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"An Army of Phantoms: American Movies and the Making of the Cold War" may be the best book I've yet read to tie together film, social and political history in the treatment of a very precise historical era. In this case, it's the postwar period from 1946 to 1957, when we saw the emergence of Cold War tensions between the U.S. and the Soviet Union, the Korean War, the development of the H-bomb, the establishment of the Hollywood blacklist, and the rise of McCarthyism. The author is J. Hoberman, former chief film critic for New York's alternate weekly, the Village Voice, and the book is designed as a prequel to his earlier work, "The Dream Life: Movies, Media and the Mythology of the Sixties" (2003). The roughly 55 films covered in some detail range from THE BEGINNING OR THE END (1947), a glossy MGM dramatization of the development of the atomic bomb, to A FACE IN THE CROWD (1957), Elia Kazan's scathing critique of television celebrity and audience manipulation. Along the way, Hoberman examines waves of postwar combat films, cavalry westerns, alien invasion thrillers, Korean war movies, anti-communist tracts, biblical spectacles, and juvenile delinquency dramas, among other subgenres.
The book's through-line is the Cold War--and its essential conflict between capitalism and communism--and how it was viewed through the prism of Hollywood studio filmmaking, with occasional forays into documentary films, TV series and televised congressional hearings. Hoberman makes it clear that the politics of the studio personnel involved in each project had a lot to do with how these subjects were treated. He identifies which writers, actors, producers and directors were Communist Party members, which gave "friendly" or "unfriendly" testimony before the House Un-American Activities Committee (HUAC), and which were members of the avowedly anti-communist Motion Picture Alliance for the Preservation of American Ideals. The HUAC hearings into Communist infiltration of the motion picture industry, held in 1947, 1951 and 1952, are described, with writers, directors, and actors being called before the committee and their future employment determined by how cooperative they were. Some films got made because their makers named names (e.g. ON THE WATERFRONT), while others had to undergo changes in personnel when a witness refused (THE SNIPER). Hoberman never gets over-analytical but concentrates on the connections between the varied films and the political currents of the time.
We are reminded of the ongoing tests of nuclear bombs in the southwestern deserts and how they affected production (SPRINGFIELD RIFLE) and the health states of their cast and crew (THE CONQUEROR) and influenced the films that got made (THEM!). The Korean War provides a steady backdrop through much of the book, with news of various setbacks, routs and stalemates coinciding with various films being released or going into production. The arrests of Ethel and Julius Rosenberg on charges of providing atomic secrets to the Soviet Union and their subsequent trial and execution offer another significant subtext, as do the 1948 and 1952 presidential races. Televised hearings, such as those by the Kefauver committee on organized crime and juvenile delinquency and the Army-McCarthy hearings, compete with Hollywood spectacles for audiences hungry for drama and lurid subject matter.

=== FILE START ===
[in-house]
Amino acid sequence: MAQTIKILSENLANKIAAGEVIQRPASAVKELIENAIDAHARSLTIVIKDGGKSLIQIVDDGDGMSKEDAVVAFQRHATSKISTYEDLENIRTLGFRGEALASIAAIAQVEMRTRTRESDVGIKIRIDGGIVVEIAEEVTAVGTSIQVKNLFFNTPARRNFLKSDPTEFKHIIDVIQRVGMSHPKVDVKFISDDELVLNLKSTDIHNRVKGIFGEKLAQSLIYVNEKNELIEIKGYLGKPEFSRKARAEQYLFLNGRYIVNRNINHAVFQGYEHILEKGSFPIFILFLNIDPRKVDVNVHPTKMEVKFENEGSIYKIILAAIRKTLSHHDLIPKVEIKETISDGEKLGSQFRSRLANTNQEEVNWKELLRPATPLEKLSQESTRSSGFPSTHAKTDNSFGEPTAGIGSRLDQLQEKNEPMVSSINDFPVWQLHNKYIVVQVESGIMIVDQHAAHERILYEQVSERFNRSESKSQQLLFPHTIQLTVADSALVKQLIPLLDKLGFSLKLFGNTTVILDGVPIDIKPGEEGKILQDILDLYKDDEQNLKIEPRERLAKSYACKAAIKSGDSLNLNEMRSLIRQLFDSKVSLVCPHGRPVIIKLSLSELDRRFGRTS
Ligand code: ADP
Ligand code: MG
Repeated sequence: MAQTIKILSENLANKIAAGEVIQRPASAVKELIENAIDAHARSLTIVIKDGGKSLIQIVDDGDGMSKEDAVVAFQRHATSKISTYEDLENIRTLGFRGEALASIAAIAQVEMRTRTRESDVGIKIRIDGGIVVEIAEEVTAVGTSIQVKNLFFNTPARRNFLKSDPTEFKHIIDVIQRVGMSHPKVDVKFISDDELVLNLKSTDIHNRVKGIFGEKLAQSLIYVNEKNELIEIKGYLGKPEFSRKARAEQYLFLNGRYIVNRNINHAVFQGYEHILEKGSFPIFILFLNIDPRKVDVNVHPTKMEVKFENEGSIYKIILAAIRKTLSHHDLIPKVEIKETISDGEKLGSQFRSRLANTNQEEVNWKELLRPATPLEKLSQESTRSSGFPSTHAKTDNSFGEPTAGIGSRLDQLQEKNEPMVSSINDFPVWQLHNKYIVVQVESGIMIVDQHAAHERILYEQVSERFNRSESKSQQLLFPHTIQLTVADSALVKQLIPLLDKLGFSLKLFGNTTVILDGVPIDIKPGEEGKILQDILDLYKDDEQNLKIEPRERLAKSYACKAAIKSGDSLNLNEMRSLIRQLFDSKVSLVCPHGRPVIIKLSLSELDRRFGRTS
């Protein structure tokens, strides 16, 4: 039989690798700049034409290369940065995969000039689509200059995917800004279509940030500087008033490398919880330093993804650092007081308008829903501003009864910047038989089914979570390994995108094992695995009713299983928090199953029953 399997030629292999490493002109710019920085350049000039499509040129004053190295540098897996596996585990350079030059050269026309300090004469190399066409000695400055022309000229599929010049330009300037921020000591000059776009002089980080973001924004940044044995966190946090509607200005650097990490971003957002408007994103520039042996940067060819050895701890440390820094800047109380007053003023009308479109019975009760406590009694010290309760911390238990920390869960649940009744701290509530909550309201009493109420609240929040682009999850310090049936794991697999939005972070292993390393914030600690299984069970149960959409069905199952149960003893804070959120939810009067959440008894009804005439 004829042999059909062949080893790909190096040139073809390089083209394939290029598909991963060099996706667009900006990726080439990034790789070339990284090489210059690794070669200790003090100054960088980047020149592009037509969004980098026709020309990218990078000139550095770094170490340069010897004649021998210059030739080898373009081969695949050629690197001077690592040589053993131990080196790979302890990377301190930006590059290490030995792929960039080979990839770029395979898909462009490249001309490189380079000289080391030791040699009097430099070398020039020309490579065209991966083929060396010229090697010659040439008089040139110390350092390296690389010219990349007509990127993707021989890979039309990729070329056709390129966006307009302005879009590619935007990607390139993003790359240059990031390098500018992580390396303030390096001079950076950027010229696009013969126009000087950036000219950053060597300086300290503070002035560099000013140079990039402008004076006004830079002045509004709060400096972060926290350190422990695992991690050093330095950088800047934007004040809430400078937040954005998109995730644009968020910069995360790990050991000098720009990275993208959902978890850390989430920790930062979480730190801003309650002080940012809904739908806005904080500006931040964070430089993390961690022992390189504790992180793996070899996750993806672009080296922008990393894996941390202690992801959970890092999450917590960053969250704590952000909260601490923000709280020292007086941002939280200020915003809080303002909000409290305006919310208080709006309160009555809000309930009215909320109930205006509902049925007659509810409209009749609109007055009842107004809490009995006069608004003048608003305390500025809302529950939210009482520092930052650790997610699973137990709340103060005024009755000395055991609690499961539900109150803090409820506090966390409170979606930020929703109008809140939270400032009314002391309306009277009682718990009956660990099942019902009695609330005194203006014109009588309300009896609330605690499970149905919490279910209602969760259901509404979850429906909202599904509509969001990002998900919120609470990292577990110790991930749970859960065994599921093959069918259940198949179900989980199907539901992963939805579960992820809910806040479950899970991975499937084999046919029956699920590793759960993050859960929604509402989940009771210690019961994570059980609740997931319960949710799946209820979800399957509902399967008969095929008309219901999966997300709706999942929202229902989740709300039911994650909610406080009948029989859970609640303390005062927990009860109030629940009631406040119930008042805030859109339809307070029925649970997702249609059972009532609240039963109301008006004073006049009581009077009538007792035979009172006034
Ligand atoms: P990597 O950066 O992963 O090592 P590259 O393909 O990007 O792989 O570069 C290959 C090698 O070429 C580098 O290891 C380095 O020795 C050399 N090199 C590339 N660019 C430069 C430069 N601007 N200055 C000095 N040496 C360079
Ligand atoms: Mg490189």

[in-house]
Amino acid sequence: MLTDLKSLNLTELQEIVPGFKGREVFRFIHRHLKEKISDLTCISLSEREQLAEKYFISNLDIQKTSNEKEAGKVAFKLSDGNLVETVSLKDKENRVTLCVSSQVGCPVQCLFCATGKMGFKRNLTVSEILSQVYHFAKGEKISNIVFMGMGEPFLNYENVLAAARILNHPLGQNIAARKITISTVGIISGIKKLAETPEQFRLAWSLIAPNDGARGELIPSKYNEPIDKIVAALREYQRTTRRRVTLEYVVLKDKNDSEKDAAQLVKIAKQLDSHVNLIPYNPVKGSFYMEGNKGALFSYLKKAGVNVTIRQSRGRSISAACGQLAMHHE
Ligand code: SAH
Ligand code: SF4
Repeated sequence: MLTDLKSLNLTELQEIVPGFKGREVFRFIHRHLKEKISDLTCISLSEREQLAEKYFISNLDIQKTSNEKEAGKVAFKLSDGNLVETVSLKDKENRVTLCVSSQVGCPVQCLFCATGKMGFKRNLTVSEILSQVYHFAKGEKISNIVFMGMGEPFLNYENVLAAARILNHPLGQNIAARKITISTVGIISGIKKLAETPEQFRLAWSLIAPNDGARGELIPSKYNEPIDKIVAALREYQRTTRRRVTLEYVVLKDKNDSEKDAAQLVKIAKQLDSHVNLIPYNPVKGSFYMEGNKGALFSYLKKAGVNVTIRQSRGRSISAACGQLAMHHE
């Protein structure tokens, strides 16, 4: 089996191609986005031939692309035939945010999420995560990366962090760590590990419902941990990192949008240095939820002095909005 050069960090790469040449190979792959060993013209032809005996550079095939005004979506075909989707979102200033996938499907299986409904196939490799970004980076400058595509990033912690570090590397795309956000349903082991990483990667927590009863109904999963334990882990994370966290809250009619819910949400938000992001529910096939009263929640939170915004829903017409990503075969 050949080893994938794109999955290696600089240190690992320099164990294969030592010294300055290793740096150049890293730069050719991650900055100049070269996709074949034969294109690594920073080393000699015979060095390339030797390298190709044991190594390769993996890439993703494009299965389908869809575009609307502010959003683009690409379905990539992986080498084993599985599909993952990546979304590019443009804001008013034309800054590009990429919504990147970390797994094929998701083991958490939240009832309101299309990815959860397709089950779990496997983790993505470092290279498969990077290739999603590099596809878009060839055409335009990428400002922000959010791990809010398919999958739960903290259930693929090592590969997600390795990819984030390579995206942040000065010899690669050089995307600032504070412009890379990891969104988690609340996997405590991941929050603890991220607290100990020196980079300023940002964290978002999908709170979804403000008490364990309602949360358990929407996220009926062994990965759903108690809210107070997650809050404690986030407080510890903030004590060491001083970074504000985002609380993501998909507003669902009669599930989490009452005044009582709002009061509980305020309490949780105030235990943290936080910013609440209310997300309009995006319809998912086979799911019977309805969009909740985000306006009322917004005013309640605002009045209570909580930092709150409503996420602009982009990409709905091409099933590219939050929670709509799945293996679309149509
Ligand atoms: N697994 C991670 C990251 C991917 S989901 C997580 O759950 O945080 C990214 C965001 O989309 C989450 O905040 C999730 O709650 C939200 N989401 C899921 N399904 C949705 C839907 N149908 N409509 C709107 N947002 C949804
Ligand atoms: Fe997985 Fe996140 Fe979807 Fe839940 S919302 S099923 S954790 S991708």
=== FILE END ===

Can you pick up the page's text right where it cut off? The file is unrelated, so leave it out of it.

Major characters in the book range from such political figures as Presidents Harry Truman and Dwight D. Eisenhower and Senators Estes Kefauver and Joseph McCarthy to such Hollywood production personnel as Elia Kazan, John Ford, Dore Schary, Cecil B. DeMille, Dalton Trumbo, Carl Foreman, Stanley Kramer, Walter Wanger and Darryl Zanuck and the stars John Wayne, Gary Cooper, John Garfield, Marlon Brando, Robert Taylor, Robert Montgomery and future president Ronald Reagan. Among the pop culture icons weaving in and out of the narrative are Marilyn Monroe, Lucille Ball, Davy Crockett, Ayn Rand, Mickey Spillane, James Dean, and Elvis Presley. Many prominent journalists and columnists are frequently quoted, including Hedda Hopper, Louella Parsons, the Daily Worker's David Platt, and Bosley Crowther, chief movie reviewer for The New York Times.
Hoberman is especially good on the westerns, with lengthy sections on HIGH NOON (1952) and THE SEARCHERS (1956) and good material on John Ford's cavalry films, FORT APACHE (1948) and RIO GRANDE (1950), among others. I also liked his coverage of various sci-fi films of the era and their common theme of citizens being taken over by "alien" entities and communities being invaded from within and without. A lot of space is devoted to Sam Fuller, the writer-director of the Korean War movies THE STEEL HELMET and FIXED BAYONETS and the anti-communist spy thriller PICKUP ON SOUTH STREET. Never one to fit into easy political categories, Fuller was a combat veteran and avowed anti-communist, but also a Democrat who crossed swords with J. Edgar Hoover and various Pentagon generals.
Hoberman's earlier book, "The Dream Life," looked at key films of the 1960s amidst the context of presidential politics (JFK, LBJ, Nixon), the Vietnam War, civil rights, black power, drugs, the sexual revolution, student protests, etc., to the point where the through-line got increasingly fragmented and the focus dissipated. (It's still a must-read, filled with fascinating historical material.) In this book the thread of the Cold War and the way it manifested itself in so many diverse genres makes consistent thematic sense throughout. For readers like me who are familiar with the films discussed, the book offers valuable new insights. And for current film/journalism/political science students, the book offers a detailed guide to films you need to see and history you need to study.